PHOTOS BY CADENCE LEE
STORY BY soraya ferdman
Bold, curious, and a little reckless, a freshman Margaret Hu once had the idea of triple concentrating in MCM, Visual Arts and Cognitive Neuroscience. “They told me I couldn’t do it,” Margaret said, “they didn’t get how determined I was.” But anyone who walks through Margaret’s room, looks at her sketch book, or wardrobe will get it. Patterns that shouldn’t match but do, six foot tall paintings that breathe movement, and tiny sketches that you swear are photographs all tell you that Margaret is not concerned with the easy or even the possible - and she doesn’t want you to be either.
“I remember this one line that my Intro to neuroscience professor repeated, ‘studying the brain is not ‘what is this’, it’s ‘who is this.’” It’s a point Margaret keeps coming back to, one that reminds her that studying the brain’s anatomy isn’t enough. Instead, she looks to socio-cognitive neuroscience so that she can research human experience with a focus on morality, altruism, and socio-emotional decision making. To sum it up, Margaret is not about compressing humanity into cells, “you can start there, but it still comes back to people, and they are far messier, far more ambiguous than a formula.”
Margaret’s artwork also centers on people. She can paint a person, all the shading and colors that technique teaches artists to watch for, but she’s less interested in realism. Her recent work is deeply influenced by cubism, where she experiments with multiple perspectives and textures. Her color choice is vivid, clashing, and graphic, less guided by life and more by thought, by her figure’s story. Take Dissonance - which she is selling prints of - the portrait painting starts with the figure looking to the left with a distant, sad expression, but move a few inches to the right and the face pivots into three or four other emotions. On Blues - also sold here- achieves a similar effect with a less abstract, monochromatic finish.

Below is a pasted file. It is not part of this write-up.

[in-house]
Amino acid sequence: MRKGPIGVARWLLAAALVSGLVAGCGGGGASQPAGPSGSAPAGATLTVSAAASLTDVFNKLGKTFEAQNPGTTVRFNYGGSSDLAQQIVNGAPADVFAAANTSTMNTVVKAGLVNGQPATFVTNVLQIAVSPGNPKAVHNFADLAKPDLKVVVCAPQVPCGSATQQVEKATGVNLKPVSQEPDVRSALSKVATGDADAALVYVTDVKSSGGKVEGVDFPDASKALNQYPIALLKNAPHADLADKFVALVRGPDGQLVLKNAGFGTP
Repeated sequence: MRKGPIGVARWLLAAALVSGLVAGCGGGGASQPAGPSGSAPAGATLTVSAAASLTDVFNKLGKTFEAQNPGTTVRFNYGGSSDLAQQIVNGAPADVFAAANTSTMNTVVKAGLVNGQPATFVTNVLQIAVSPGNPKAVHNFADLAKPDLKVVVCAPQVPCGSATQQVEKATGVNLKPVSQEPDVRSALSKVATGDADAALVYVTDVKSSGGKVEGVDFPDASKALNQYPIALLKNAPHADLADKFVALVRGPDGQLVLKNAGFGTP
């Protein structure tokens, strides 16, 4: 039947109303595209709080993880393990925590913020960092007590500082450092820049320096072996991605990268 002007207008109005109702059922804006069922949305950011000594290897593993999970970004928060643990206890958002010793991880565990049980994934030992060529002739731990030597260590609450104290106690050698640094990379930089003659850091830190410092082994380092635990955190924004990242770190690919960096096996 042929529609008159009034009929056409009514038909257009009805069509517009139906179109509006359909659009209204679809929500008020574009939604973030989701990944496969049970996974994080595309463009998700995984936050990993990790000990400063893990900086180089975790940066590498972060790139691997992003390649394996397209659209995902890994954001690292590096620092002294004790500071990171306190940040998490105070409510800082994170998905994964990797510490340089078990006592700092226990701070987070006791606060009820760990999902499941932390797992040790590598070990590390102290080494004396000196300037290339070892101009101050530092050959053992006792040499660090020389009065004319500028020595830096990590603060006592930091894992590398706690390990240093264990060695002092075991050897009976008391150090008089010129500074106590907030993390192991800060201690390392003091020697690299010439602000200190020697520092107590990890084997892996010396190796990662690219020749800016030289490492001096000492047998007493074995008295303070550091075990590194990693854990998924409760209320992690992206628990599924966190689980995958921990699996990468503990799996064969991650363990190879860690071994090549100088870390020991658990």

This opposition to realism is new though. Margaret, used to feel a lot of pressure to capture reality, starting with her first art class, “I remember when my first art teacher asked me and my sister to draw an object from life. My sister was so good, she still is, but even then ‘good’ meant ‘real’. Margaret used to spend hours focusing on the types of details she thought made quality art, “the reminisces of that tendency still pop up” she points to a fox in her sketchbook that she says took days to finish, “I’m still a bit of a perfectionist.”
But something changed, and that energy that used to push her to capture what things looked like started to push her towards new questions. “Ultimately I’m interested in people, it’s what draws me to cognitive neuroscience and it’s also what drives me creatively,” Margaret explained, “but the more I learn about how complicated, how contradicting people are, the more I want to complicate my artwork. They can’t just show what someone looks like, that’s not who they are.”
With this in mind, Margaret’s approach to her artwork has shifted, “The biggest misconception that anyone can have, and that I had for a real long time, is that facts are a thing.” By seeking out the ambiguous, intangible, and contradicting, her daringly challenges the notion that you can ever fully know who people are.